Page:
BC’s Anonymous

Owain's FIrst Day at Home

Owain’s FIrst Day at Home

If I had a blog, today I would write about my secret addiction. They say the first step to overcoming a problem is admitting you have one, so here goes: I am addicted to border collies. When my fourteen year old BC, Owain, passed away a few weeks ago, I knew I would eventually get another dog, but I had no intention of getting another border collie. Don’t get me wrong, it isn’t that life with a BC was unfulfilling, its just that these are seriously high-maintenance dogs. They are brilliant, energetic, and demand entertainment from everyone around them. I thought one small consolation to losing my dear Owain would be a quieter, simpler life where I could do things like watch TV without also playing catch, sit at the river without my dog asking for a running commentary on the sheer awesomeness of the hold he’d dug in the sand, or have breakfast without shouting, “Wow! You’re the man!” every time my furry friend chased off a flock of songbirds. I thought life would be easier that way, but boy, was I wrong.

Finding the First Leaf

Finding the First Leaf

It appears that once a BC has installed himself in your life and become your best friend, workmate, and entertainer, you simply can’t live without that glorious energy humming around your life. I know I am grieving for the individual who was Owain and regardless of what kind of dog I get, it won’t be him, but even in studying other breeds (labs, corgis, golden retrievers), nothing but a BC can fill the empty place in my heart.

Ordinarily the solution to my problem would be: Get a border collie, but our farm has changed since Owain came along and I worry he (or she) wouldn’t have enough to do. At present, the only livestock we have are five horses, two old Jersey cows, one ancient sheep, and an assortment of poultry. We might get back into sheep in a few years, but would that be soon enough? Would I be able to provide enough stimulation to satisfy a border collie’s startling intellect. If an idle mind is the devil’s workshop, then a border collie without a purpose is the inner ring of Dante’s Inferno.

Owain Working Sheep

Owain Working Sheep

So here’s the issue: Do I go with my feelings and look for the next BC of my dreams or do I wait? My thought is to approach this as I have all my animal friends: I will send out a request to the Universe and trust that when the time is right, a border collie will fall into my life. It has happened with all four of my cats and my horse, so there is a good precedent to work with. I will set my compass towards all things BC and follow the arrow as it flies from my heart.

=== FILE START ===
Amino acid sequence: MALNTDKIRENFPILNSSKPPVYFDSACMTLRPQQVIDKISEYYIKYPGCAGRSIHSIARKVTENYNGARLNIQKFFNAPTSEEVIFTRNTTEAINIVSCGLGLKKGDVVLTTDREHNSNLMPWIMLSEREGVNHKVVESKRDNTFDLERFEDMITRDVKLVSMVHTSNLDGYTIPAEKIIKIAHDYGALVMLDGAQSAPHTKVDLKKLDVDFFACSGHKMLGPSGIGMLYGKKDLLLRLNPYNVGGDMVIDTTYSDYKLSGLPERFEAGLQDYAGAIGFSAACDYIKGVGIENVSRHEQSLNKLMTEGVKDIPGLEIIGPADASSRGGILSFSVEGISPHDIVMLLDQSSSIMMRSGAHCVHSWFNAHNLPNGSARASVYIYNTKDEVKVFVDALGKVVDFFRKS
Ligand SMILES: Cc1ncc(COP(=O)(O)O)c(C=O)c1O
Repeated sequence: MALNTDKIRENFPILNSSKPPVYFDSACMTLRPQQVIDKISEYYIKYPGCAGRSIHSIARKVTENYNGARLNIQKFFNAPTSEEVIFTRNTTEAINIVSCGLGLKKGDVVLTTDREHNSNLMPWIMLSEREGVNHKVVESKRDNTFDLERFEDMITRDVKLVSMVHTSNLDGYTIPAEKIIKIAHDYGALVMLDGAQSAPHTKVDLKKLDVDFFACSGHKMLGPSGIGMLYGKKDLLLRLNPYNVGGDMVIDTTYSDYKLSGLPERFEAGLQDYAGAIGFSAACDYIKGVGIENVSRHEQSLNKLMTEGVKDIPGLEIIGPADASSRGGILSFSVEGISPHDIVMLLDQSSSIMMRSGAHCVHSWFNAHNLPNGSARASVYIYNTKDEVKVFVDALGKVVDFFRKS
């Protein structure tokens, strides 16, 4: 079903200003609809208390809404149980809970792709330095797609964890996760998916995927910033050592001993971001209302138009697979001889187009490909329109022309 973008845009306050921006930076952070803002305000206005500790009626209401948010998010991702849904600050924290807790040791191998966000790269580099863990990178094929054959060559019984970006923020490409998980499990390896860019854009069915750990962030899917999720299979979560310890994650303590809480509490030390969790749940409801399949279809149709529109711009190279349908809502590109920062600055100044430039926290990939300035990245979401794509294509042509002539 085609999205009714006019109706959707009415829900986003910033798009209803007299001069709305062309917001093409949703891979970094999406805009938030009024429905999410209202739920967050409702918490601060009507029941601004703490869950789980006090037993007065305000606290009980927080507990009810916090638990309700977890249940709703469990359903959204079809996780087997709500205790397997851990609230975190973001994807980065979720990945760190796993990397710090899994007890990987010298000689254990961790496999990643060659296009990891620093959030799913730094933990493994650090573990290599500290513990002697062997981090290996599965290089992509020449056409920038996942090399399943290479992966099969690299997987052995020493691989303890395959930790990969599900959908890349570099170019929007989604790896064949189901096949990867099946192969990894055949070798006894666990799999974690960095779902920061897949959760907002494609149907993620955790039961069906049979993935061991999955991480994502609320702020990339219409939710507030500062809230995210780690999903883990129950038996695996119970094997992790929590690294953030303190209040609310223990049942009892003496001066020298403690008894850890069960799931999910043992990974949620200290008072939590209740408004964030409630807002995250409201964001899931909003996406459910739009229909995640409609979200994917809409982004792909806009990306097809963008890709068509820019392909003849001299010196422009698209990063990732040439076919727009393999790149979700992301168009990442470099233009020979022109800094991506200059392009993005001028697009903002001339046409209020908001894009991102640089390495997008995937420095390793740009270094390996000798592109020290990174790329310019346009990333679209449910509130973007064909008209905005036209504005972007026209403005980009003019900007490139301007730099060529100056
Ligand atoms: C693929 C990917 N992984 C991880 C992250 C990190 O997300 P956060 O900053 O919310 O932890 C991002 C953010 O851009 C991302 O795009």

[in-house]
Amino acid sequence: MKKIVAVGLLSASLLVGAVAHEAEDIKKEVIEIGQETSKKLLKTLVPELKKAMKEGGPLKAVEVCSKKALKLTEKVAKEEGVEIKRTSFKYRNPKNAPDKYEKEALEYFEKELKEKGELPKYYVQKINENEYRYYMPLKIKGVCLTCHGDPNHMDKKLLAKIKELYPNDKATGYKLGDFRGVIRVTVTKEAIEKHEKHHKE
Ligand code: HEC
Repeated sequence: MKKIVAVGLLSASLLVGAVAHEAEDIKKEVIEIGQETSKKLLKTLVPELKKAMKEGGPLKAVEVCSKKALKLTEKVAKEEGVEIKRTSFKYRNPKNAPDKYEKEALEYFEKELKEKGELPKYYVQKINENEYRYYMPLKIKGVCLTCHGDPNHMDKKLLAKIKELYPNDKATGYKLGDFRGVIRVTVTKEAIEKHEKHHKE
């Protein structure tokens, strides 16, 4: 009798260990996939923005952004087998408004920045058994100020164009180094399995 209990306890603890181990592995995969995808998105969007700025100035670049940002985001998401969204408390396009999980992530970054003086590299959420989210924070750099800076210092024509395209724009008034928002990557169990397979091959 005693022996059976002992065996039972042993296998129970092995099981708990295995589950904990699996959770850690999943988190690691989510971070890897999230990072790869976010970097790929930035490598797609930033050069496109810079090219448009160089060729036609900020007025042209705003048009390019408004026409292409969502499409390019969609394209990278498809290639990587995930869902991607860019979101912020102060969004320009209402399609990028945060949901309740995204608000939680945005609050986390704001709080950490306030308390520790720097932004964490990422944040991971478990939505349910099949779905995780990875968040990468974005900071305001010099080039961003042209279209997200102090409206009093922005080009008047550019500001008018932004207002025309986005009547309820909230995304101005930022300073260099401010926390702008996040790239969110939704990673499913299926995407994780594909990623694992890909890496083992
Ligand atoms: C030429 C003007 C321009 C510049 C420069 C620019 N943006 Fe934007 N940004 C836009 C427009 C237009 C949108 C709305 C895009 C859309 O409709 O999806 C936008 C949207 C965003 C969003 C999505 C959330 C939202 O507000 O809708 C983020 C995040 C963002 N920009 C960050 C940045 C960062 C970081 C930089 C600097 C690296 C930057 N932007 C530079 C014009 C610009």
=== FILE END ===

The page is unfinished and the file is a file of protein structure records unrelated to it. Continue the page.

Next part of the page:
Best Friends

If I had a blog, today I would tell you that, this morning, I lost my best friend, Owain, the border collie.

Owain was part of our lives for thirteen years and from the day Mom and I brought him home, Owain and I were buddies. He respected Mom as his trainer and companion, but Owain saw me as a littermate – someone to pal around with, someone who was always up for a game of catch or tug-of-war. I am thankful for every second Owain and I spent together and although the house has an empty place tonight, my heart is full. I can feel Owain’s presence everywhere I go and for that, I am so grateful. The days ahead will be a mixture of joy and tears; of funny stories and touching remembrances. The love of family and our other pets will help us find our way and I have no doubt that one day, Owain and I will be together again. Godspeed Mr. True. I’ll see you soon.

Owain - Our Mr. True

Owain – Our Mr. True

Lighting the Way

If I had a blog, today I would share with you my synchronicity for the day.

The Lights of Home

The Lights of Home

As you know, my family is going through a very hard time right now, coping with the news that our border collie, Owain, has cancer. His prognosis isn’t good: Two or three months at best, and I find myself struggling not to fall into despair. The ever-present voice of the Ego whispers morbid, soul-wrenching thoughts about abandoned dog-toys and empty places by the dinner table and while I’m determined to not to fall for these destructive ploys, some days its just plain hard to keep going. In an effort to raise my spirits, I decided to blog about a very special book, one that I discovered almost thirty years ago, during another summer of duress. The book, called Light from Many Lamps, is a collection of essays, poems, and quotations – some well-known, some little-known – compiled and published by Lillian Eichler Watson in the early 1950’s. It was Ms. Watson’s intention that her book be a source of inspiration for anyone who is facing hard times and her hopes were certainly realized where I am concerned. In today’s blog, I intended to share my past experiences with you, but Light from Many Lamps had another agenda entirely.

As I prepared to write, I brought out my dog-eared, well-worn copy of the book and laid it on my desk. I noticed a Post-It note stuck to one of the pages, so, before I started my blog, I opened the book and read the essay I had marked some years ago. It this short piece, rabbi Joshua Loth Liebman writes:

“I often feel that death is not the enemy of life, but its friend, for it is the knowledge that our years are limited which makes them so precious. It is the truth that time is but lent to us which makes us, at our best, look upon our years as a trust handed into our temporary keeping. We are like children privileged to spend a day in a great park, a park filled with many gardens and playgrounds and azure tinted lakes with white boats sailing upon the tranquil waves. True, the day allotted to each one of us is not the same in length, in light, in beauty…but there is enough beauty and gaeity in the hours if we will but treasure them. Then, for each one of us the moment comes when the great nurse, death, takes the man, the child, by the hand and quietly says, “It is time to go home…It is your bedtime child of the earth. Come; you’re tired. Lie down at last in the quiet nursery of nature and sleep. Sleep well. The day is gone. Stars shine in the canopy of eternity.”